The Nation News site, just felt like sharing it with you, Read the full story below; Is this True Love or Madness ? Sure it is Love in its Purest Form....
I first got to know about my HIV status in 2005. I had taken seriously ill after delivering my first daughter, who by the way was negative. So I was asked to do an HIV test, to which I tested positive. Of course there was a lot of stigma and discrimination at that time, but the good thing was that I had a family that supported me. They gave me all the love and support I needed. My husband at the time, however, did not support me, because he was negative. He accused me of promiscuity. At that time, you were always going to be accused of promiscuity, but I have really never been able to figure out how I got the virus.
Along the line, I met and got married to somebody else who was negative and knew of my HIV status well before we started the relationship. And today, we have a child who is free from the virus.
Immediately my second husband started making overtures at me, I told him that I was HIV positive and if he was ready to go the long haul. But his reaction was that being HIV positive wasn’t the end of the world. ‘You’re intelligent and I believe you can add value to my life.’ Interestingly, telling him about my HIV status turned out to be a major attraction. He said he had never seen any woman with that kind of courage. But basically, it was love.
However, his family is not aware of my status, and we agreed to keep it that way, to avoid unnecessary issues.
End of the world?
Of course it felt like the end of the world. You know then it was like a death sentence. Once you test positive, people think that you’re going to die in another two or three days. I actually felt like that too; and I was therefore thinking: ‘Who would take care of my child when I’d passed on? Am I going to live? I even thought of suicide. I thought, ‘Do I just kill myself?”A lot of negative stuff came into my mind then.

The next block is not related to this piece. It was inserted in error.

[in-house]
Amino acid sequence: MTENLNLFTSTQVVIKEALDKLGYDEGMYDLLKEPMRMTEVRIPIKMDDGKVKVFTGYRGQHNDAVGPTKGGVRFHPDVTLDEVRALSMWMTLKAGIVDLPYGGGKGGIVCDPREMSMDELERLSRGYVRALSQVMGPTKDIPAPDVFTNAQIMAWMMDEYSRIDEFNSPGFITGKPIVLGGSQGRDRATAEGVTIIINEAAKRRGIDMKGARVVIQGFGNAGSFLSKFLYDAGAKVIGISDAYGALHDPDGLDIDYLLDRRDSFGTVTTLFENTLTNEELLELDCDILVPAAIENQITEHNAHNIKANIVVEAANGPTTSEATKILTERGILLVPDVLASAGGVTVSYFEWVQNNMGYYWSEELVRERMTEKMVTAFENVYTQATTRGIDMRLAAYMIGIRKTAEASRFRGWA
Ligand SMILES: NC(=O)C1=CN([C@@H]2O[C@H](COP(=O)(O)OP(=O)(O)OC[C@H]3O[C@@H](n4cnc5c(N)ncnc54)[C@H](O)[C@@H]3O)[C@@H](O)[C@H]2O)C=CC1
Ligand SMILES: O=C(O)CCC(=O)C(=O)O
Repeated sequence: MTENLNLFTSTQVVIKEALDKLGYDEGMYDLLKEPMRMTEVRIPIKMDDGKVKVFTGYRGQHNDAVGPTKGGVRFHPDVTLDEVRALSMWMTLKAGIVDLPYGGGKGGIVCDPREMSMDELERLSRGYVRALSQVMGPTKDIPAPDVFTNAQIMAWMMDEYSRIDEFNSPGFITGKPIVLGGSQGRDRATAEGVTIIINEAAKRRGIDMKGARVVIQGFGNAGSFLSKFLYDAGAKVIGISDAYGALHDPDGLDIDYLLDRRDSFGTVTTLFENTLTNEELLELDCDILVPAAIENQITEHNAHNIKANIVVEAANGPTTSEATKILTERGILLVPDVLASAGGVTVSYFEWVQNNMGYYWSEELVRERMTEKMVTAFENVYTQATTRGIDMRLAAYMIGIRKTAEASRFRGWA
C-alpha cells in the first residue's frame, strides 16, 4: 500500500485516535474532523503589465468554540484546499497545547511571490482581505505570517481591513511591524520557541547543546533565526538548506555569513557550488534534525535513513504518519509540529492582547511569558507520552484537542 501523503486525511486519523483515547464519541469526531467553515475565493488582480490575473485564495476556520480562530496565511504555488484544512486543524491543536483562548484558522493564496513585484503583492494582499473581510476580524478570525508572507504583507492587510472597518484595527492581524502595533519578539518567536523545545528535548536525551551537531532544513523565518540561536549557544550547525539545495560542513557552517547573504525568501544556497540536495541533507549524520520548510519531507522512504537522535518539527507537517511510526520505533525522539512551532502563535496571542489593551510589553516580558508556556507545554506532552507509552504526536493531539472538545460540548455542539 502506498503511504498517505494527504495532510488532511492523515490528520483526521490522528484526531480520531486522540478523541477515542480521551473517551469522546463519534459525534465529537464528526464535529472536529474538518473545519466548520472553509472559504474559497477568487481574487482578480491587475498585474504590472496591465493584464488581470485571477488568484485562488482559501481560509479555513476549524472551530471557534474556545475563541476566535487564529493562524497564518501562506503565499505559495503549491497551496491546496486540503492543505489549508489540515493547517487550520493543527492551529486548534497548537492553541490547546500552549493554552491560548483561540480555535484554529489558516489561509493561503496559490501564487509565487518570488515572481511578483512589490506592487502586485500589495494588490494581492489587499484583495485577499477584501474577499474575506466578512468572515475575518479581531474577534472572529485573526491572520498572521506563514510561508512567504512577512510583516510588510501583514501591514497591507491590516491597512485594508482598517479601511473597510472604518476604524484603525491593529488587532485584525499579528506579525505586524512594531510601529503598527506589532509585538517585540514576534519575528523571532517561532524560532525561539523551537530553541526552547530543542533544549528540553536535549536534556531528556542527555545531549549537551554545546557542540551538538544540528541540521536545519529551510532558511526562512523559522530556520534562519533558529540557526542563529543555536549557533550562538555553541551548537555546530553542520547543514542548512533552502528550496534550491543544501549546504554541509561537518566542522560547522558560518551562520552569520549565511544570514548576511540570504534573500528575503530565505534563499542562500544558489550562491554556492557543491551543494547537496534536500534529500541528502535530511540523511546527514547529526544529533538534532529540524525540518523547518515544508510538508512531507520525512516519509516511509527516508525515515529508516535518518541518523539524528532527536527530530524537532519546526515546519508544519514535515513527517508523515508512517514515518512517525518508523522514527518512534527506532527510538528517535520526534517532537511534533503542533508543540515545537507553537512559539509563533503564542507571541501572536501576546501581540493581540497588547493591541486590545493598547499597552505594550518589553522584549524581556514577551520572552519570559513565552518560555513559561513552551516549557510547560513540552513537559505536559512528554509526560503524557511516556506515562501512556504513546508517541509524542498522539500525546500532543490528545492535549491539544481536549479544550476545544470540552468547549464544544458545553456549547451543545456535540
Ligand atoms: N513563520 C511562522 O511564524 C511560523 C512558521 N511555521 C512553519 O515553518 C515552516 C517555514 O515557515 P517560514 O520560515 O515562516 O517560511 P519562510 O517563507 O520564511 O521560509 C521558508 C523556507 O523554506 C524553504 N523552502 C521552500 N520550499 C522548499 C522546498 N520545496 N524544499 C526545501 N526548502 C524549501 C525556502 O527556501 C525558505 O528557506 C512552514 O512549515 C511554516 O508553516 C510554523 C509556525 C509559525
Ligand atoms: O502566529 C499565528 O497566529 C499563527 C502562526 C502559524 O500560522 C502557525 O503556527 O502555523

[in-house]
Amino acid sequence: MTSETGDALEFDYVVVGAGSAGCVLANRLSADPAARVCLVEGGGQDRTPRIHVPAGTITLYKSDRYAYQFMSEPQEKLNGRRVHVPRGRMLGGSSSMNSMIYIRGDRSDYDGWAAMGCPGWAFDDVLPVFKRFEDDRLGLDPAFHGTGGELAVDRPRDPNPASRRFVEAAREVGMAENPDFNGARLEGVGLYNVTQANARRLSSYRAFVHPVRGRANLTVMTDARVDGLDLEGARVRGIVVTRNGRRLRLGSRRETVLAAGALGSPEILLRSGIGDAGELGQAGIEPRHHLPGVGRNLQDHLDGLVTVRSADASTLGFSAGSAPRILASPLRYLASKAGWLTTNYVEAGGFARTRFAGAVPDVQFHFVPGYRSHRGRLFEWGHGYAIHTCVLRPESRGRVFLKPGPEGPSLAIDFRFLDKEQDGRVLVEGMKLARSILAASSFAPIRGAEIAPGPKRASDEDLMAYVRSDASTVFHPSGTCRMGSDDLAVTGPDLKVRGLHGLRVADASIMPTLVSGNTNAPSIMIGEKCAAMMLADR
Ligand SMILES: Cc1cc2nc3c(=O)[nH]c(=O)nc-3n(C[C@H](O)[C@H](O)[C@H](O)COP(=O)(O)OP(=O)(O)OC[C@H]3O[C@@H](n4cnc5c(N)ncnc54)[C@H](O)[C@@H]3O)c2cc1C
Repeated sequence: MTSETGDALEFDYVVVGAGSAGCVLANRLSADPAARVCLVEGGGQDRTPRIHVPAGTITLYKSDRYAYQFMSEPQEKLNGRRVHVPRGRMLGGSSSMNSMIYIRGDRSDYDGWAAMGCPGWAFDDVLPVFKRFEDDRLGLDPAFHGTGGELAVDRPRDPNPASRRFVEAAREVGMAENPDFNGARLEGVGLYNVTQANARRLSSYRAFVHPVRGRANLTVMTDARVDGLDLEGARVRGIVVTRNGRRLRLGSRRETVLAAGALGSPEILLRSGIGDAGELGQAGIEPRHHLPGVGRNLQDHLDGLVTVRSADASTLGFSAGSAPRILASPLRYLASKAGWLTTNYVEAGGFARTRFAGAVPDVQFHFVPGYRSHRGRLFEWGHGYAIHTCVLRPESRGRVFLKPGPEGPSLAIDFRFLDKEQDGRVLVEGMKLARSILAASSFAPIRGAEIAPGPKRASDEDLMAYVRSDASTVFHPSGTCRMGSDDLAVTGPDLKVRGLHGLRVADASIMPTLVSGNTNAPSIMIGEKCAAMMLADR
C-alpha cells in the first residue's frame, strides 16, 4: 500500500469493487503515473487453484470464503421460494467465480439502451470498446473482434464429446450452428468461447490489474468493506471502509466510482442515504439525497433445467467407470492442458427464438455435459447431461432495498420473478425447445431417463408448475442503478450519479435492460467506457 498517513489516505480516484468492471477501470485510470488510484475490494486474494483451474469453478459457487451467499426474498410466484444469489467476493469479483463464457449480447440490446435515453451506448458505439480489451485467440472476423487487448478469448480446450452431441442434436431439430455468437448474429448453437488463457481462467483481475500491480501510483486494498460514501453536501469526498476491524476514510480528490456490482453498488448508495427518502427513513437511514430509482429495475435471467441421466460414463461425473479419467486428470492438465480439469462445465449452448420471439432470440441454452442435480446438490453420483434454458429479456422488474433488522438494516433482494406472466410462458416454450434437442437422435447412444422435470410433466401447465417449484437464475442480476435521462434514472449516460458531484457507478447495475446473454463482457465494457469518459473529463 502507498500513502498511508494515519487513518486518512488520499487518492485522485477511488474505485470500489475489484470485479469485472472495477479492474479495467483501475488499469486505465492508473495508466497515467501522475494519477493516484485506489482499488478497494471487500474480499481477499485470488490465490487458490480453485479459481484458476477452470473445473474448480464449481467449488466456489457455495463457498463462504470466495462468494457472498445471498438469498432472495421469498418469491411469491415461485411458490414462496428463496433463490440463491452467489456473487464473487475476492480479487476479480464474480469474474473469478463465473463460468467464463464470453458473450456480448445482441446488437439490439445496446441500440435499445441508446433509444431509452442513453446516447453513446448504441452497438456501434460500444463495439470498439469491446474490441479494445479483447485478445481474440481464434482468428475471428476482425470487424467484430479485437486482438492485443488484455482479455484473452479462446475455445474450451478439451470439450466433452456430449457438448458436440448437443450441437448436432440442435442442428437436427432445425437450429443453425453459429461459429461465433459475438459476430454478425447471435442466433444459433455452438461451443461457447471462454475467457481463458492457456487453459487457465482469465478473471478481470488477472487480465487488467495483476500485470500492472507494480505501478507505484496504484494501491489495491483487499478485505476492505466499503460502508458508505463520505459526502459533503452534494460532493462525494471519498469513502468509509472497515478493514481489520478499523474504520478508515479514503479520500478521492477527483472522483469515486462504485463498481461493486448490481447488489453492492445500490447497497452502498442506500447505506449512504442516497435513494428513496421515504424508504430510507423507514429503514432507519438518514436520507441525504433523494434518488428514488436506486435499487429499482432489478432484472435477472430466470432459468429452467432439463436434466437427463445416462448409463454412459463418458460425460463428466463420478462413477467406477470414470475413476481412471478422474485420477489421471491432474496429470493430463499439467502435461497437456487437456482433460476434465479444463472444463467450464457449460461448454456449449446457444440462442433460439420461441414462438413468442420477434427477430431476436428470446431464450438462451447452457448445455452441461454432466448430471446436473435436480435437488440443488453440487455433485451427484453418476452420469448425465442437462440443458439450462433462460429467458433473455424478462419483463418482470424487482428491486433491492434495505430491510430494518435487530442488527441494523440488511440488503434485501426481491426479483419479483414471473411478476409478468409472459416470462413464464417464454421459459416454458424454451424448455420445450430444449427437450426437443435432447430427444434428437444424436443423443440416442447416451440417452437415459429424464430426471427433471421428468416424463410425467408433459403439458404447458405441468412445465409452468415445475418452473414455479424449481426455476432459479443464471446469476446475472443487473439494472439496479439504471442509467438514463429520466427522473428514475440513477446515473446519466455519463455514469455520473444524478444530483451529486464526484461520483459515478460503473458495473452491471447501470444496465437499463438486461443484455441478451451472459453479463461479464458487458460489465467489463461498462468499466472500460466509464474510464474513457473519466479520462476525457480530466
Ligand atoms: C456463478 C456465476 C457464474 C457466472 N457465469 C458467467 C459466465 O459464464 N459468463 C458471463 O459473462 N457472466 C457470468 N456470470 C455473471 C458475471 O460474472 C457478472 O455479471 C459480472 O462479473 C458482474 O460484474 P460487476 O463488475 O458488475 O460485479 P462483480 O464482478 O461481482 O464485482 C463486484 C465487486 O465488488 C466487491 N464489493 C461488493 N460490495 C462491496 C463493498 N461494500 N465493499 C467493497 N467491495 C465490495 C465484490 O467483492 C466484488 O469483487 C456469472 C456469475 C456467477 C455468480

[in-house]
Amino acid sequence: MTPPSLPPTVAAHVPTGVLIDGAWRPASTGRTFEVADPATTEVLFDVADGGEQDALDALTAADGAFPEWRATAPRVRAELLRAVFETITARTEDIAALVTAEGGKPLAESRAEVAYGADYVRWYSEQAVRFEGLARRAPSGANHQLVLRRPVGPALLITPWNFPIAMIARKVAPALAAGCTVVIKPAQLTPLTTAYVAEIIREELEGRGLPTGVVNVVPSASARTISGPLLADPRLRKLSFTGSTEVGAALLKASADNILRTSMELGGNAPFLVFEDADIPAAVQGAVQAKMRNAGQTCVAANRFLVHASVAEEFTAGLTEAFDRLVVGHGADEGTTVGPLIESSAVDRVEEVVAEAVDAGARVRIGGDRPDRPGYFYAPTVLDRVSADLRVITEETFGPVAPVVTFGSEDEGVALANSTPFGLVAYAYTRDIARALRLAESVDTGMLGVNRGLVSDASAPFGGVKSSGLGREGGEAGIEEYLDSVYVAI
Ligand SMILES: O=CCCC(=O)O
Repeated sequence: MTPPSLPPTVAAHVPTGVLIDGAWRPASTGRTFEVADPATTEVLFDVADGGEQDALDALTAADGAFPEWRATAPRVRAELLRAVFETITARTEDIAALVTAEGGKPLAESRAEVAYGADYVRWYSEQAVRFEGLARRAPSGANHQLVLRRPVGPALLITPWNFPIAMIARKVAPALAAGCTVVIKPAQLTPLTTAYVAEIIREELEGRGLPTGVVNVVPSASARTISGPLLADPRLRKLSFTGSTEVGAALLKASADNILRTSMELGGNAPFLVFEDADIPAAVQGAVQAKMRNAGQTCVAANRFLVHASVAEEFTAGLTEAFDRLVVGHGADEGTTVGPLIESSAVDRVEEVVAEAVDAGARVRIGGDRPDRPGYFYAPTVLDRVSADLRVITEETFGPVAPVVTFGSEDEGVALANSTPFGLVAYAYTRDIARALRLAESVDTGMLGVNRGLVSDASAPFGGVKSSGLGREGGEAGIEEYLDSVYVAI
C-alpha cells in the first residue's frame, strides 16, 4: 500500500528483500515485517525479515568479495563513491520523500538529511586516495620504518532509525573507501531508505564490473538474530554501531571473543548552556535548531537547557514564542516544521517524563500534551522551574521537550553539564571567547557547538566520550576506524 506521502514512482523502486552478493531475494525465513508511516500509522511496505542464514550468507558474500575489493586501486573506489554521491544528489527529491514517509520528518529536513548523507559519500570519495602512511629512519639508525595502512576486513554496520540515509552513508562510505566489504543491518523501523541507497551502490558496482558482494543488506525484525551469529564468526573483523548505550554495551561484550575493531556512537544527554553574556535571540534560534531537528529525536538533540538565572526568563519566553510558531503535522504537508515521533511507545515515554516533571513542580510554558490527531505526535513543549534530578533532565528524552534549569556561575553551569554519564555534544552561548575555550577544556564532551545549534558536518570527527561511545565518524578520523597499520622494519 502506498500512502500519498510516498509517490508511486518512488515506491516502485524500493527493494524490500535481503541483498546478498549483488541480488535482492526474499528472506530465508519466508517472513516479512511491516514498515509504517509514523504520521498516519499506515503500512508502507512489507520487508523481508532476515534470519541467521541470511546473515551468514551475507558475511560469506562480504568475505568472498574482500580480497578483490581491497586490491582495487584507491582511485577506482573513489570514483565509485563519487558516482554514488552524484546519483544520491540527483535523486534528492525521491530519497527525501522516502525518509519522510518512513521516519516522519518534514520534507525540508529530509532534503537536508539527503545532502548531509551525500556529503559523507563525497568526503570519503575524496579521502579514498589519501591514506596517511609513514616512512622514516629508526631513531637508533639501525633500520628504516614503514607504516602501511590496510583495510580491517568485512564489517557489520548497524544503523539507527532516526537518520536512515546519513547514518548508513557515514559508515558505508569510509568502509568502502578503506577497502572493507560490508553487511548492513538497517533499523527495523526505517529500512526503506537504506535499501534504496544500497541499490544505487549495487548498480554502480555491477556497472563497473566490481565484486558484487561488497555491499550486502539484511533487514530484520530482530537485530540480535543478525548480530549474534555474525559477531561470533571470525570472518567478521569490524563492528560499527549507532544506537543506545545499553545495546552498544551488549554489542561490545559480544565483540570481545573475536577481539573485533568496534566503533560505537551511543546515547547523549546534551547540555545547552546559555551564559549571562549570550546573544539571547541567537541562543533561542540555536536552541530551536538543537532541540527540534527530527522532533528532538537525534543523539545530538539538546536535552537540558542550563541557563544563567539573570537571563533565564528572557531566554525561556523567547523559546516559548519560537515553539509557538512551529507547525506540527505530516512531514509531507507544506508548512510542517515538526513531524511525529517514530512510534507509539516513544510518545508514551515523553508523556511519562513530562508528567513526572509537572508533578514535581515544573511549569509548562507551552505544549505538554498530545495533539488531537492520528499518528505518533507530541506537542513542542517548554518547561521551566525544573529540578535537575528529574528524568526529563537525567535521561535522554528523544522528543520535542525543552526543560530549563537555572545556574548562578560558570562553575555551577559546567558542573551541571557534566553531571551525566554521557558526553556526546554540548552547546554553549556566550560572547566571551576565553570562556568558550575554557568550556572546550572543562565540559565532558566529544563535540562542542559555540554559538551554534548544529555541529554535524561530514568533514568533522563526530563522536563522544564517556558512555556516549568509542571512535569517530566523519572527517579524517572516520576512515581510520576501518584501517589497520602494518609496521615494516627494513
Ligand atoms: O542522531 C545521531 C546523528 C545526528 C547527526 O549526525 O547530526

But all that changed when I went to the hospital and saw other people living with the virus, and looking good and well. In fact, I got the encouragement to live from them. And that gingered me to join the support group and also counsel women that it is not the end of the world. We also passed the message onto those who find themselves in the situation anew. And for those who are pregnant, we let them know that, ‘Hey, you can still have babies who are HIV negative; if you take your drugs regularly and follow the doctors instruction on the usage of the drug, your viral load will get to that zero level, where chances of mother to child infection is very slim.’
The good news is that once you start taking the ARV drugs, the risk of deteriorating to that dreaded AIDS level is remote, except for the fact that the drug itself, like the doctors tell us, can have side effects. Aside the fact that it can keep the virus in check, it can also damage some body organs and make the person come down with AIDS. So it’s not as if it is 100 percent safe. But it suppresses the power of the virus and also increases the CD4 counts.